Book Image

R Machine Learning By Example

By : Raghav Bali
Book Image

R Machine Learning By Example

By: Raghav Bali

Overview of this book

Data science and machine learning are some of the top buzzwords in the technical world today. From retail stores to Fortune 500 companies, everyone is working hard to making machine learning give them data-driven insights to grow their business. With powerful data manipulation features, machine learning packages, and an active developer community, R empowers users to build sophisticated machine learning systems to solve real-world data problems. This book takes you on a data-driven journey that starts with the very basics of R and machine learning and gradually builds upon the concepts to work on projects that tackle real-world problems. You’ll begin by getting an understanding of the core concepts and definitions required to appreciate machine learning algorithms and concepts. Building upon the basics, you will then work on three different projects to apply the concepts of machine learning, following current trends and cover major algorithms as well as popular R packages in detail. These projects have been neatly divided into six different chapters covering the worlds of e-commerce, finance, and social-media, which are at the very core of this data-driven revolution. Each of the projects will help you to understand, explore, visualize, and derive insights depending upon the domain and algorithms. Through this book, you will learn to apply the concepts of machine learning to deal with data-related problems and solve them using the powerful yet simple language, R.
Table of Contents (15 chapters)
R Machine Learning By Example
About the Authors
About the Reviewer

Next steps with R

Before we dive into machine learning, it will be useful to pause for a moment, take a deep breath, and contemplate on what you have learnt so far. This quick yet detailed refresher of R will help you a lot in the upcoming chapters. However, there are two more things which we must go through quickly. They are how to get help in R and how to work with various packages in R.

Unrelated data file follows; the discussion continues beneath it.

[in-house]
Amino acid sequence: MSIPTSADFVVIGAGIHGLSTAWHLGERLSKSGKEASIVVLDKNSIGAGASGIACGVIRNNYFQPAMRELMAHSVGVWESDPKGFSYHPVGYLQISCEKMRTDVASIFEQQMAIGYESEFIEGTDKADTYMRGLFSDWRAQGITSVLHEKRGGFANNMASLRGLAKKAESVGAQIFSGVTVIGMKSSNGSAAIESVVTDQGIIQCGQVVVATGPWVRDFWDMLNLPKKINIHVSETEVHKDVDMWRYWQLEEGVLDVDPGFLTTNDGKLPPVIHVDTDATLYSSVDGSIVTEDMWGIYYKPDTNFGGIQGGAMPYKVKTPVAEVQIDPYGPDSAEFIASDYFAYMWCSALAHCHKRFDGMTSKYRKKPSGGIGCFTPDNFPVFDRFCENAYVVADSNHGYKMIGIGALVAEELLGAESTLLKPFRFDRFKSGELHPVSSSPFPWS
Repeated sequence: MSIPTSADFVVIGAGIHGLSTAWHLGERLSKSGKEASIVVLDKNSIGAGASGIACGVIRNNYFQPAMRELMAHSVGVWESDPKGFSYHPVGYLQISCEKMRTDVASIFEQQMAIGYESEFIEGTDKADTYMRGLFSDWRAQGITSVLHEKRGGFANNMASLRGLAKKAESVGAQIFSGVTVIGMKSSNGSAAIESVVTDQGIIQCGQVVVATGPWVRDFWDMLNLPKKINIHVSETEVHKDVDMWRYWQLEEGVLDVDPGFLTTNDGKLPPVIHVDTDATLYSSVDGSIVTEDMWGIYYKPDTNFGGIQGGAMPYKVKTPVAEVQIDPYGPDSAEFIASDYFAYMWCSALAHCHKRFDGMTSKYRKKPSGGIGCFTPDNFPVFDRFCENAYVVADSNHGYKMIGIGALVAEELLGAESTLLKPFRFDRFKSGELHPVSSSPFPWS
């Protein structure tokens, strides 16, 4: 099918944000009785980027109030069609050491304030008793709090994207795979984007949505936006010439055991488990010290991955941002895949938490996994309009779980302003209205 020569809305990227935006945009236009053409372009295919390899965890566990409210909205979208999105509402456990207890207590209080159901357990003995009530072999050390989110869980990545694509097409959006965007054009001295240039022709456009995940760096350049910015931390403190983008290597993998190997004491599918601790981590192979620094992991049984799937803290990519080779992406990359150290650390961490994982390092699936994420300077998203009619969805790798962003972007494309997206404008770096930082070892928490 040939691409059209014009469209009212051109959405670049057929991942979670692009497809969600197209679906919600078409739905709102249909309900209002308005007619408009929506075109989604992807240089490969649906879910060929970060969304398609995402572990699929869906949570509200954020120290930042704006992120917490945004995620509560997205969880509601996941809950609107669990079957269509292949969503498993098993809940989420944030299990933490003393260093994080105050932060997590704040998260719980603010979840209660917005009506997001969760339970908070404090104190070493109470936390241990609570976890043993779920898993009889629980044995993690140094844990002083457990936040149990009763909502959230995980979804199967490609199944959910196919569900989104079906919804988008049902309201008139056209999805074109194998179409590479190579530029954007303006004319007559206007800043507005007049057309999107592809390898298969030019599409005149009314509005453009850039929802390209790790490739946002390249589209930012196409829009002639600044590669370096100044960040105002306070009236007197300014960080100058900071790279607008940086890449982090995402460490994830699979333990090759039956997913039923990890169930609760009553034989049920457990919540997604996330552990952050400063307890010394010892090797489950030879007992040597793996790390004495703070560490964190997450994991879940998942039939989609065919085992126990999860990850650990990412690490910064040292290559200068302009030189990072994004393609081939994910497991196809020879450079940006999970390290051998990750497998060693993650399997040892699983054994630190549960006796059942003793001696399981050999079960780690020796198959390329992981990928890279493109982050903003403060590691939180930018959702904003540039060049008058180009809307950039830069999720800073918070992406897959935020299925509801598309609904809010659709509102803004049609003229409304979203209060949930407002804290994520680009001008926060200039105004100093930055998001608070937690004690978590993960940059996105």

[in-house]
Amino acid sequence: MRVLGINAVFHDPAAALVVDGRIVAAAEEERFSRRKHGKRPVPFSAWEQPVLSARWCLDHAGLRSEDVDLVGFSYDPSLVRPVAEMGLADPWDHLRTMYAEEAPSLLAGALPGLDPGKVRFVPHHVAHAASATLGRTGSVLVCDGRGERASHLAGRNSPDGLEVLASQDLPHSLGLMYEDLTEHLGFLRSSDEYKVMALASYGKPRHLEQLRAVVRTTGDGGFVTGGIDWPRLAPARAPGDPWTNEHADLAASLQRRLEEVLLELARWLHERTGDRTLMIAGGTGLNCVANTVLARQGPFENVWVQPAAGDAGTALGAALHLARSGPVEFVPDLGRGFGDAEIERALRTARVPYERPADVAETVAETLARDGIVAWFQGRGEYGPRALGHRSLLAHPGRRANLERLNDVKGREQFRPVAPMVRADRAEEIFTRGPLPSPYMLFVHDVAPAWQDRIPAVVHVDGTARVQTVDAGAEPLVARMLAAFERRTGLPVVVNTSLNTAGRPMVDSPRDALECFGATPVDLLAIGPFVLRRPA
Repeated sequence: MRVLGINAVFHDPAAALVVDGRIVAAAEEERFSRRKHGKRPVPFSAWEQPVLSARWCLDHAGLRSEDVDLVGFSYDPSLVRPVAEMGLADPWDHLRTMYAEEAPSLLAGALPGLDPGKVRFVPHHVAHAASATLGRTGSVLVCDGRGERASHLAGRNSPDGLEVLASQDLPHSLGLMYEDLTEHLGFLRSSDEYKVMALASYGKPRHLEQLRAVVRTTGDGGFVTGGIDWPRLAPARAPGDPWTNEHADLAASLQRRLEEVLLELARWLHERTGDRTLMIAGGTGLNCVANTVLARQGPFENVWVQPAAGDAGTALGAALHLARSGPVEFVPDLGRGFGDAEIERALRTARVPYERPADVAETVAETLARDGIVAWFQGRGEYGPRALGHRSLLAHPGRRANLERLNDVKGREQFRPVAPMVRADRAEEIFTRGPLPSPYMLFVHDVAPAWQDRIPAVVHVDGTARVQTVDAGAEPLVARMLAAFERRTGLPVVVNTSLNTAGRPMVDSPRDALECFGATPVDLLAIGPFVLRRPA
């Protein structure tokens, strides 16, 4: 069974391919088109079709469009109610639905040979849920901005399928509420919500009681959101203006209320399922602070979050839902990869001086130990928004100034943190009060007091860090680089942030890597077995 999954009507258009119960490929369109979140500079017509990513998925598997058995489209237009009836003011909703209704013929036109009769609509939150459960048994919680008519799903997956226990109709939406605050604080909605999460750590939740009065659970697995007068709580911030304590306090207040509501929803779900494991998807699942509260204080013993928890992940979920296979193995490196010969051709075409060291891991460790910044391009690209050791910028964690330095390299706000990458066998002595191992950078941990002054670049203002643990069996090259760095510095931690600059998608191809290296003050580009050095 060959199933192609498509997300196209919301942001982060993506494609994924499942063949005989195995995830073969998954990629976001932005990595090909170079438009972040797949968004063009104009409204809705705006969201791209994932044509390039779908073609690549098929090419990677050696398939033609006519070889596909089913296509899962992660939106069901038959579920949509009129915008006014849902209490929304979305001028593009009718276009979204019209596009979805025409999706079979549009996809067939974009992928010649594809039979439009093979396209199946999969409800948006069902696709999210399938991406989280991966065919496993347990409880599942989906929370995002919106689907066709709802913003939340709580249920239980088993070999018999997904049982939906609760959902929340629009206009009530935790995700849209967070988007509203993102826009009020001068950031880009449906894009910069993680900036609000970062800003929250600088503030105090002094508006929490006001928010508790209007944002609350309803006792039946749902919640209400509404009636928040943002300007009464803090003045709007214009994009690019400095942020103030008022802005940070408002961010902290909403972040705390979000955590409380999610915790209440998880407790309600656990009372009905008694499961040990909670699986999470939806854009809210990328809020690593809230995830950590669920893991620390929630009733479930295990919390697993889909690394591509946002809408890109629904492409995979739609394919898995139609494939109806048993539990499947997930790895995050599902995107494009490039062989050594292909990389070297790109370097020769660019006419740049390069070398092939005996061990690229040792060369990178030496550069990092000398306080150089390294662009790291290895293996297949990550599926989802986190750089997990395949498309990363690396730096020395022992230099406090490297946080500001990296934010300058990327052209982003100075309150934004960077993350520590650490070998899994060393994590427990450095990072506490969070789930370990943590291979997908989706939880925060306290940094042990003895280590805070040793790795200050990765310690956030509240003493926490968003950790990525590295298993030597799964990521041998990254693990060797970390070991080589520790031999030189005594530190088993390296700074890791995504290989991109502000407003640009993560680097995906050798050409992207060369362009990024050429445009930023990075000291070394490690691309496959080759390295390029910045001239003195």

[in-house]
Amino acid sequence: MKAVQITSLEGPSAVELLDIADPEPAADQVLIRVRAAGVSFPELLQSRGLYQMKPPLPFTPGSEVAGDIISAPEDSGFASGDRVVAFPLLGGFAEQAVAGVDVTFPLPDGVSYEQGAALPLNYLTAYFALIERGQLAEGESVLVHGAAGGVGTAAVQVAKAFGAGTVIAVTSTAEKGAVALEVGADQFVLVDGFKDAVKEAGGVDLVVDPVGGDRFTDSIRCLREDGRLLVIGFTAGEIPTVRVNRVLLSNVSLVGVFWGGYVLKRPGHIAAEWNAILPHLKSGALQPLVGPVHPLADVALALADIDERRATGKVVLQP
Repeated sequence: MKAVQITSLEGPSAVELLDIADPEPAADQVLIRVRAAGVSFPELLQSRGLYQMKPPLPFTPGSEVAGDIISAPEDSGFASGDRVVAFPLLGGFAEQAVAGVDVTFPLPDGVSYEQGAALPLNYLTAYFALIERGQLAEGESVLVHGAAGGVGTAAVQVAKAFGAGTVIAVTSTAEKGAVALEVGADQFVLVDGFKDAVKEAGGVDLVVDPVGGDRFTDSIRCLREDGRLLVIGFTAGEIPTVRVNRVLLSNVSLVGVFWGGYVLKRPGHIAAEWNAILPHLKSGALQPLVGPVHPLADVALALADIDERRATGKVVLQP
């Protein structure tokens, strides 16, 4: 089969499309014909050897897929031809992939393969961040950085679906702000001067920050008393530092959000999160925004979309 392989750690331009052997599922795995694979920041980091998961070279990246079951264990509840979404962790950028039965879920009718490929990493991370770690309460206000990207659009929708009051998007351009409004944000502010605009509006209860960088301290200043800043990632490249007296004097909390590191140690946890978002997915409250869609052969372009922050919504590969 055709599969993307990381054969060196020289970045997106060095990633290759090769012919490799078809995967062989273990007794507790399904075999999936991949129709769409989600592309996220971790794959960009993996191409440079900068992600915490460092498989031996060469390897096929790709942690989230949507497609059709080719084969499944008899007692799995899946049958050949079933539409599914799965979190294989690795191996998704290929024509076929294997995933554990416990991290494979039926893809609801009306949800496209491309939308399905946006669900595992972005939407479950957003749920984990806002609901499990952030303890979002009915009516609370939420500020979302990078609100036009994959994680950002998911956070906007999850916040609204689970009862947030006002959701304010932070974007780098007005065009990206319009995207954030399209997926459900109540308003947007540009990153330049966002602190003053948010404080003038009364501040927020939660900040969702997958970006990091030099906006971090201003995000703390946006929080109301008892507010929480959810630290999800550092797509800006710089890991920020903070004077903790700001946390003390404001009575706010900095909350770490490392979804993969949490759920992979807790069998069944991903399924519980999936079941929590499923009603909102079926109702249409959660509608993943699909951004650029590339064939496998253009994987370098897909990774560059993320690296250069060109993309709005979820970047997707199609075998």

Getting help

By now, you must have figured out that there are thousands of functions and constructs in R and it is impossible to remember what each of them actually does and you don't have to either! R provides many intuitive ways to get help regarding any function, package, or data structure. To start with, you can run the help.start() function at the R command prompt, which will start a manual browser. Here you will get detailed information regarding R which includes manuals, references, and other material. The following command shows the contents of help.start() as shown in the screenshot following the command, which you can use to navigate further and get more help:

> help.start()

If nothing happens, you should open yourself.

To get help on any particular function or construct in R, if you know the function's name, you can get help using the help function or the ? operator in combination with the function name. For example, if you want help regarding the apply function, just type help("apply") or ?apply to get detailed information regarding the apply function. This easy mechanism for getting help in R increases your productivity and makes working with R a pleasant experience. Often, you won't quite remember the exact name of the function you intend to use but you might have a vague idea of what its name might be. R has a help feature for this purpose too, where you can use the function or the ?? operator, in combination with the function name. For example, you can use ??apply to get more information on the apply function.

Handling packages

There are thousands and thousands of packages containing a wide variety of capabilities available on CRAN (Comprehensive R Archive Network), which is a repository hosting all these packages. To download any package from CRAN, all you have to do is run the install.packages function passing the package name as a parameter, like install.packages("caret"). Once the package is downloaded and installed, you can load it into your current R session using the library function. To load the package caret, just type library(caret) and it should be readily available for use. The require function has similar functionality to load a specific package and is used specially inside functions in a similar way by typing require(caret) to load the caret package. The only difference between require and library is that, in case the specific package is not found, library will show an error but require will continue the execution of code without showing any error. However, if there is a dependency call to that package then your code will definitely throw an error.